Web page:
Home   Animal Care   Do Roadrunners Get Chased by Coyotes?

Do Roadrunners Get Chased by Coyotes?

Do Roadrunners Get Chased by Coyotes?

by Lindsay Bradshaw, Animal Care Manager

I bet when you hear the word “roadrunner”, a popular cartoon character comes to mind (Meep! Meep!).  It’s the one in which a crafty coyote chases a roadrunner arRoadrunner smallound the desert creating all sorts of obstacles for him that he then cleverly evades.  Most people are surprised to learn that real life roadrunners are much smaller than the cartoon would have you believe.  Standing only 10”-12”, they are much smaller than a coyote and although the two animals both occupy the same habitat, the fast, agile, nature of the roadrunner makes it an unlikely meal for any coyote.

Roadrunners live in the desert, where temperatures can soar high during the day but drop drastically at night.  To warm up in the morning, roadrunners fluff up the feathers on their backs, exposing black skin to the sun, where it then absorbs the heat.  In midday, when temperatures are hot, roadrunners reduce their activity by up to 50%.  They have a couple of other fascinating adaptations that make them suited for a desert lifestyle – they can reabsorb water from their feces before excretion (like many other desert animals), and they have a diet consisting mainly of other animals, like insects, lizards, or rodents, which are high in fluids to keep themselves hydrated.  Roadrunners are also fast and bold enough to be able to successfully hunt rattlesnakes!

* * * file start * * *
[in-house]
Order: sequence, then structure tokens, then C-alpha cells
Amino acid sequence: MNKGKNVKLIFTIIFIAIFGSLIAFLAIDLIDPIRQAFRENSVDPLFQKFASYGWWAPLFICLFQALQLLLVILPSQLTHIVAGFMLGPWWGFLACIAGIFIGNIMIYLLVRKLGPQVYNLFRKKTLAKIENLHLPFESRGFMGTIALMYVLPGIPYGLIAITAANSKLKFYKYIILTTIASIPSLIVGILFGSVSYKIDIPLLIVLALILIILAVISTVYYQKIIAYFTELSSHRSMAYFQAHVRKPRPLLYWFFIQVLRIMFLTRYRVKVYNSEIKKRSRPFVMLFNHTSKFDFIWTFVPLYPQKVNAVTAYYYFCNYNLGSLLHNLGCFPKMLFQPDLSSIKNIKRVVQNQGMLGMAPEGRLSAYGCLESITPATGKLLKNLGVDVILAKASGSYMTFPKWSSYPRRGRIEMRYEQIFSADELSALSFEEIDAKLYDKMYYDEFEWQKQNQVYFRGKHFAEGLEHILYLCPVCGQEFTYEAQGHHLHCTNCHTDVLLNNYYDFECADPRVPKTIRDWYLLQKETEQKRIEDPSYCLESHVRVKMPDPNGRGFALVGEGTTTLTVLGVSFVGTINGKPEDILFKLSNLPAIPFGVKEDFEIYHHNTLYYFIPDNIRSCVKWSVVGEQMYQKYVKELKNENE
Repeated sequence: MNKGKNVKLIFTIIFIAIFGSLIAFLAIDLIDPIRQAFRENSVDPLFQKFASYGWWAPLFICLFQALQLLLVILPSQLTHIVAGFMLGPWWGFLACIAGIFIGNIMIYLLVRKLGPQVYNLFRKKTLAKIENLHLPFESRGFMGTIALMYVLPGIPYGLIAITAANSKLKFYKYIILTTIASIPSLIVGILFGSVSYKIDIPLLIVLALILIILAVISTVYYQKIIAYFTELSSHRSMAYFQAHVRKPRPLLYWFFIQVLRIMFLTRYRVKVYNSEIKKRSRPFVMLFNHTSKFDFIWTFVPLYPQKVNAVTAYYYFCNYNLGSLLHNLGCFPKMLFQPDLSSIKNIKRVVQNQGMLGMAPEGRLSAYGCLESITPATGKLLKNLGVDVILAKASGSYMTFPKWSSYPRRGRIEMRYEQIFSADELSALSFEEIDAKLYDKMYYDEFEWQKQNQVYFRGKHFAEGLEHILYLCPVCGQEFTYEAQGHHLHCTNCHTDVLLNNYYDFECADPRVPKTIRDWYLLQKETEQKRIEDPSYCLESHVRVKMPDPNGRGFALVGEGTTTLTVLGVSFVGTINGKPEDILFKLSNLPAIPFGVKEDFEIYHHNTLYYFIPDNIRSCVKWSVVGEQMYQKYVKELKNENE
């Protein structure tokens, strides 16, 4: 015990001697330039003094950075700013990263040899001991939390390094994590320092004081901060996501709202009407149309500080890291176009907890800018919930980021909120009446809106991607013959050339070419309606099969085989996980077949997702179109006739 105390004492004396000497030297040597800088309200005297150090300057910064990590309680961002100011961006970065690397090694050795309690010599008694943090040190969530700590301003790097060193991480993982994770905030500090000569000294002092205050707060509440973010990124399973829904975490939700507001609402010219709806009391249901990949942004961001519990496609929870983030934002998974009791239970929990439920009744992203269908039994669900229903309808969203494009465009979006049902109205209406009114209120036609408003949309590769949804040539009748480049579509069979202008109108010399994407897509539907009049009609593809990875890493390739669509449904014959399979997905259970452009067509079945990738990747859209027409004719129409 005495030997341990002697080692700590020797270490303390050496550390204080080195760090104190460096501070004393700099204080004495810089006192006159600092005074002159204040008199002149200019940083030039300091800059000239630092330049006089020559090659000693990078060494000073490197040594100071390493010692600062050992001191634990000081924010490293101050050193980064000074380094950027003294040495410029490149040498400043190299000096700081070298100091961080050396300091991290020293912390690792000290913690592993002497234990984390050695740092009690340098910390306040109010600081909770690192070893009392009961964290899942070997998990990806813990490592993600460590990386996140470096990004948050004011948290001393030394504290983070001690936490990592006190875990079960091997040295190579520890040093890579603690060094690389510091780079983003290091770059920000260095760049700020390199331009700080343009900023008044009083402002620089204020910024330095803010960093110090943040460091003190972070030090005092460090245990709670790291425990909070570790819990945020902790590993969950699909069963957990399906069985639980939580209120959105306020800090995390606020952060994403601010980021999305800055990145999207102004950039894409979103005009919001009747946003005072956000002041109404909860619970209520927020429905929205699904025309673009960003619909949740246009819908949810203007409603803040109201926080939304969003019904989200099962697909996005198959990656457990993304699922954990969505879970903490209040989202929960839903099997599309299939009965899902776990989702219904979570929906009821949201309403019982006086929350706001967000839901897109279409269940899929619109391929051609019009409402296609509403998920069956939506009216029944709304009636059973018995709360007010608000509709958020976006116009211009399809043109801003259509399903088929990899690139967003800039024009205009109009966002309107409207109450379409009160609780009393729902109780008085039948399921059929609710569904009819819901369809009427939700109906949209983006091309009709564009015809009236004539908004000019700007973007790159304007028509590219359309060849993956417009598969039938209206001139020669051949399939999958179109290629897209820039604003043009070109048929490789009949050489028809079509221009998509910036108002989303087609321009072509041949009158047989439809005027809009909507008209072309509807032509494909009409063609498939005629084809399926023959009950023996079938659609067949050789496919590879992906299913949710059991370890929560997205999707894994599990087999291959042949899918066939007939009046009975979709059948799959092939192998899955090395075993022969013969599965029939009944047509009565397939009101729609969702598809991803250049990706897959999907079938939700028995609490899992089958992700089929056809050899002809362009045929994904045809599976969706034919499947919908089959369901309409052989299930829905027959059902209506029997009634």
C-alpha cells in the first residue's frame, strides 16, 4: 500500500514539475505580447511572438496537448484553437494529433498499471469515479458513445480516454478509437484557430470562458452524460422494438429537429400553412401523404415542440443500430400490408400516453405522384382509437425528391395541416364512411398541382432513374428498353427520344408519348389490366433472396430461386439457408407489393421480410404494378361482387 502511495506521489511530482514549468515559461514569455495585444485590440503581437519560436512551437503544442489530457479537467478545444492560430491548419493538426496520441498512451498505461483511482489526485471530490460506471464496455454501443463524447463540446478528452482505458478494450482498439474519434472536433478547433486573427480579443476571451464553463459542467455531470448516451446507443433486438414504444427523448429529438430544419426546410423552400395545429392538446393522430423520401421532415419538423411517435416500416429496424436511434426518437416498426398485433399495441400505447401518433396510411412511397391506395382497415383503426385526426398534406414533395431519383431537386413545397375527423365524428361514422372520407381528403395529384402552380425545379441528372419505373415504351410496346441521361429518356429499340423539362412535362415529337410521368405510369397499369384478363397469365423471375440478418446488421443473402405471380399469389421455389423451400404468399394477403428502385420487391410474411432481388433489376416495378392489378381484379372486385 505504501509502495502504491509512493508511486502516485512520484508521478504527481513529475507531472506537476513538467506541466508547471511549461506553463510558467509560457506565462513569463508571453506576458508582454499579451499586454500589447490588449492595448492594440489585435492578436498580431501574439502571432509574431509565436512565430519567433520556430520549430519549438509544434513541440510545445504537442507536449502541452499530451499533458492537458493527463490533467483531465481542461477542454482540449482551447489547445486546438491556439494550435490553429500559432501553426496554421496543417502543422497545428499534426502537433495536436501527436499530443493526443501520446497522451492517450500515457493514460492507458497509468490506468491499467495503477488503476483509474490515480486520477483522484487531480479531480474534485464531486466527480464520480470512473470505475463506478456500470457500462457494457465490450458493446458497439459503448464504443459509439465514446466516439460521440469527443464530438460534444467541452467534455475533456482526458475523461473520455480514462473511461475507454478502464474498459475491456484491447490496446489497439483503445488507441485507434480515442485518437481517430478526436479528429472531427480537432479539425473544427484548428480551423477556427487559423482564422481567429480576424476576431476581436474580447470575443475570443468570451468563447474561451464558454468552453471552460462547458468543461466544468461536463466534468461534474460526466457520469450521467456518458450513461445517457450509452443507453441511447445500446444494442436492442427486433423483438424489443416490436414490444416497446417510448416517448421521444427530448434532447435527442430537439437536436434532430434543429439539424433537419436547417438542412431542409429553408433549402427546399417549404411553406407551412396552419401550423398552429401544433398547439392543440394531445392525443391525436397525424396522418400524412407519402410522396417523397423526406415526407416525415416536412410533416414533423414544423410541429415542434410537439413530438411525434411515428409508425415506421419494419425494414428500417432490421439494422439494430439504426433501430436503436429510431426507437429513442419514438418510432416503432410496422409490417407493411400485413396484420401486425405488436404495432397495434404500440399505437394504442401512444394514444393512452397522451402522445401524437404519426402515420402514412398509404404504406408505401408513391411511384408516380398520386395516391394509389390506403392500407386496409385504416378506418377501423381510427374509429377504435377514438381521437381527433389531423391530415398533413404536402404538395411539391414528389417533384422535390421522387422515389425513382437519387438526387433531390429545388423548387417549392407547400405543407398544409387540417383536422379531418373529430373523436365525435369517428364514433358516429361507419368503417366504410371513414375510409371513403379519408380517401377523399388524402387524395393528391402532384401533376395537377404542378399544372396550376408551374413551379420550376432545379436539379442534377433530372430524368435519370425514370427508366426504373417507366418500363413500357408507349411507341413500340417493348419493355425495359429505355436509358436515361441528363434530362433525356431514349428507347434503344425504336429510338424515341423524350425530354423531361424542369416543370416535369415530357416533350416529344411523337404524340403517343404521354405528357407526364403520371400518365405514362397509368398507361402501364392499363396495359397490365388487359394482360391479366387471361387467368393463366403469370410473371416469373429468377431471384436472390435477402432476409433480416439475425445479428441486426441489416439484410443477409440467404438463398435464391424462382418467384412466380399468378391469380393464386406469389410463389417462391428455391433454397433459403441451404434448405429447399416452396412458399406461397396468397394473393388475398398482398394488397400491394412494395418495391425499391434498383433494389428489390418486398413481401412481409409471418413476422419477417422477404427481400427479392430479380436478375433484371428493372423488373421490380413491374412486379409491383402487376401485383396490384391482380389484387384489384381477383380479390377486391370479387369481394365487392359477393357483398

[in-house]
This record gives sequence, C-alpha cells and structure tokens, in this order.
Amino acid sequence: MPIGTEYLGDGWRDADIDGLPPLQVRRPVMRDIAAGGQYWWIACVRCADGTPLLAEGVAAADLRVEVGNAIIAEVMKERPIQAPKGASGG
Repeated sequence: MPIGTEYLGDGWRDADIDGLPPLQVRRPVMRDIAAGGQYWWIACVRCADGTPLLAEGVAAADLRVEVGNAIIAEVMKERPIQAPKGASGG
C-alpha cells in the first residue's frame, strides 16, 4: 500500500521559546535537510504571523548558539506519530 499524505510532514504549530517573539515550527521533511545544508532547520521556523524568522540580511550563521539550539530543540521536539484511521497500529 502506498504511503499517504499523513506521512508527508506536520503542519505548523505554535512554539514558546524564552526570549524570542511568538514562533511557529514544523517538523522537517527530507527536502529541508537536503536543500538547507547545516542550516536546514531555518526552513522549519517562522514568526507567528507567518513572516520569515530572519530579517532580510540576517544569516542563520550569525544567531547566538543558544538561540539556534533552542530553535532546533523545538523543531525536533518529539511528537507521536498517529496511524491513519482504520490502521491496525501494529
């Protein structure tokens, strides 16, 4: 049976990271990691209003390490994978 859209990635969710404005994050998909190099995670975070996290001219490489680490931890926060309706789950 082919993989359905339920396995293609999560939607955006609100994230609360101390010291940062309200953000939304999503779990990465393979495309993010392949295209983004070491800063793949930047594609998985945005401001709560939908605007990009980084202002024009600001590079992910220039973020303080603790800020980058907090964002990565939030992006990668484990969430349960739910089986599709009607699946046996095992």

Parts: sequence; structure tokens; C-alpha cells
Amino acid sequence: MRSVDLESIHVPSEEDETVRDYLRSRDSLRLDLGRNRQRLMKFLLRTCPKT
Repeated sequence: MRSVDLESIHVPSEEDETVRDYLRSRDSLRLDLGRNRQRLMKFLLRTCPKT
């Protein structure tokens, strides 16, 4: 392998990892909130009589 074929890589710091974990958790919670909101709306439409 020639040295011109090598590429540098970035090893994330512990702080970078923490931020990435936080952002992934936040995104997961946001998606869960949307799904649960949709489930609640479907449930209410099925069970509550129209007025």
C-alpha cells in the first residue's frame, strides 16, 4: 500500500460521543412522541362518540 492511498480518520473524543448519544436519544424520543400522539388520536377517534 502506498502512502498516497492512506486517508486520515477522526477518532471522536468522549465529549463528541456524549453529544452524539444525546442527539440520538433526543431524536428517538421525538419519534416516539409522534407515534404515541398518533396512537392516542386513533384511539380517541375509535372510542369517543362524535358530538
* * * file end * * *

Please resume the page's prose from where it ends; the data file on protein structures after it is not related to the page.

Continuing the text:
Roadrunners, like their name suggests, prefer to run or walk rather than fly (although they are capable of flight). They can reach ground speeds of up to 17mph!  Although a coyote can achieve speeds higher than that, the roadrunner has better stamina and can move quickly among the shrubs and low bushes that characterize their landscape. It doesn’t mean they are safe from all predators – animals like birds of prey, house cats, and raccoons have been known to prey on roadrunners. 

The roadrunner is a very special bird because of the adaptations it has to live in a harsh landscape, so next time you are at the Living Coast Discovery Center, come meet Chevy the roadrunner, the newest addition to our bird family and one you are sure to love!


Lindsay Bradshaw is the Animal Care Manager at the Living Coast Discovery Center. She has worked for several animal-focused organizations, including Birch Aquarium at Scripps, Nature and Raptor Center of Pueblo, Maui Ocean Center, and the Vancouver Aquarium.





Comments are closed.